We are in the midst of a steakhouse renaissance in Los Angeles. In the past year, new steakhouses have opened all over town: steakhouses that skew the genre toward Italian menus or Indonesian influences, and steakhouses that stick to the original format of straight-up, old-school American temples of meat.
I'm not 100 percent sure what the reasons are for this proliferation, but if I had to guess, I'd say it's probably a step on the long, slow path back to fine dining. For the most part, chefs are still shying away from opening classic, white-tablecloth, high-end restaurants, but they sense that customers are in the mood for something a little fancier than the gastropub/small-plates trope that has become ubiquitous over the last 10 years. For some reason, people are willing to pay $50 for a steak and an extra $12 for a veggie side, even as they balk at the tyranny of a $40 entree at non–meat-focused restaurants.
As much as I love a hulking piece of well-aged, well-grilled cow, I tend to resent the excesses of steakhouses. This town is full of good butchers, and I know how to cook a steak at home, where it won't cost me $120 for a T-bone. But it's hard to resist the charms of the Arthur J, David Lefevre's new Manhattan Beach restaurant. If a steakhouse is all about a projection of American fantasy, then the Arthur J spins that fantasy particularly well.
Lefevre and his partners at the Simms Restaurant Group are now undisputedly the kings of Manhattan Beach restaurants, having gradually grown an empire, beginning with the insanely popular New American MB Post. Then, a few doors down, came Fishing With Dynamite, a sunny, New England–style seafood shack.
And now, across the street but still within spitting distance, is the Arthur J. Like Lefevre's other two restaurants, the Arthur J is highly stylized, this time as an homage to its namesake, Arthur J. Simms.
Simms, the grandfather of the partners who make up the Simms Restaurant Group, was an L.A. restaurateur in the 1950s, founding establishments such as the French Quarter in West Hollywood and the Kettle, which still operates in Manhattan Beach. He also founded Mimi's Cafe in Anaheim in the 1970s. His portrait, which depicts an older gent with a white mustache and a salmon-colored jacket, hangs in the restaurant, and various other objects hint at his presence (including a lifelike sculpture of a dog bowl and a pair of shoes by the front door, which one must assume you would've seen were you to enter the man's home when he was alive). Arthur J. Simms died in 2002.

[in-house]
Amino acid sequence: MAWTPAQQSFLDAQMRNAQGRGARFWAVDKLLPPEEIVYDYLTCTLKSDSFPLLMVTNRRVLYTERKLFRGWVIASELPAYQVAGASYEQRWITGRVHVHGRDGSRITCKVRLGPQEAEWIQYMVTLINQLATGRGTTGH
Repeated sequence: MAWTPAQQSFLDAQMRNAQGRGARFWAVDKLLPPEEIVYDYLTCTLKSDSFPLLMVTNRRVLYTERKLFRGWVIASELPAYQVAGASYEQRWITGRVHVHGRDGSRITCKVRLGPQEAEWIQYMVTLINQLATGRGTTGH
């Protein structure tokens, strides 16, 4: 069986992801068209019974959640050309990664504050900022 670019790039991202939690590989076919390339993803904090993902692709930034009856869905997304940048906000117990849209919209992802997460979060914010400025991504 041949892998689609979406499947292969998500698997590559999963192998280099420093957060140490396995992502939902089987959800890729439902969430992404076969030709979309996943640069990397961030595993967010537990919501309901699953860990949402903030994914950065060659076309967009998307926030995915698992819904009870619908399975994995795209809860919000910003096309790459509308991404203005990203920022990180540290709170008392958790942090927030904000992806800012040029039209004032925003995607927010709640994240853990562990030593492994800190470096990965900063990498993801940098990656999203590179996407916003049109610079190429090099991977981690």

Aside from these touches, the main tribute to Simms is the restaurant's decor, which is an imagining of Simms' heyday. Mad Men has certainly inspired more than a few eateries to replicate the show's glossy 1950s swagger, but I can't think of any I've come across that do it as well as the Arthur J. Its walls, booths, tables and geometrically latticed room dividers are made from honey-toned wood, light fixtures are tastefully space-age, carpets and upholstering have the gray and navy chromatism of a well-made suit, and deep-red velvet chairs punctuate the room. Everything has a muted golden hue. It's glorious.
Cocktails provide clever twists on the classics, and those "twists," along with the forward-thinking wine list, are really the only details of the restaurant that veer toward modernity. The food is almost all throwback, down to a pot roast served from white Pyrex with a blue curlicued design, a vessel that typically wouldn't be seen in an upscale steakhouse but that graced the kitchens of most housewives circa 1959. It's true that you'd be hard-pressed to find a restaurant serving farro risotto as a side in Arthur J. Simms' time, but that sort of contemporary concession is the exception, not the rule.
In some cases the rule works in this restaurant's favor — who doesn't love a good iceberg wedge drenched in blue cheese and showered with crumbled bacon?
Occasionally, though, I'd prefer the updated version of a dish. The split pea soup is fine, if a little thin and dribbly, though that's likely true to the era. The waiters will push you toward toast topped with bone marrow, and it might indeed be a good option for convincing people who've shied away from the stuff that it's palatable. But if you actually love marrow, the overwhelmingly sweet bacon-onion jam on the toast will rob you of that funky pleasure almost completely.
But on to more pressing matters. Are the steaks cooked well? Do they deliver that meaty tang, that carnivorous joy, the char and blood and gratifying balance between tender and toothsome? They are and they do, particularly the dry-aged prime, which comes in a variety of very expensive cuts.
The sides also showcase the best of classic steakhouse cookery, the creamed spinach richer than any vegetable rightly ought to be, the creamed corn sweet and punctuated with the crunch of scallions, the mashed potatoes decadently "butter-laden."
In true steakhouse fashion, the steaks are expensive, the sides cost $12, and you'll pay an extra $4 for a very good bordelaise sauce (or one of the other 12 kinds of sauce you can choose from). Somehow this equation that adds up to about $100 per person is A-OK, because people expect that of a steakhouse. It would be silly to fault the Arthur J for this; it's true of all of its ilk.
There are things here other than steak, things such as whole roasted fish or that aforementioned pot roast. They're fine, even great in some cases. But unless you're here merely to look good in the handsome setting — a perfectly fair aim, I should add — you should be here for the steak.
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Great steak, it turns out, is an indulgence that never gets old.
THE ARTHUR J | Three stars | 903 Manhattan Ave., Manhattan Beach | (310) 878-9620 | thearthurj.com | Sun.-Wed., 5-10:30 p.m.; Thu.-Sat., 5-11 p.m. | Steaks, $32-$148 | Full bar | Valet parking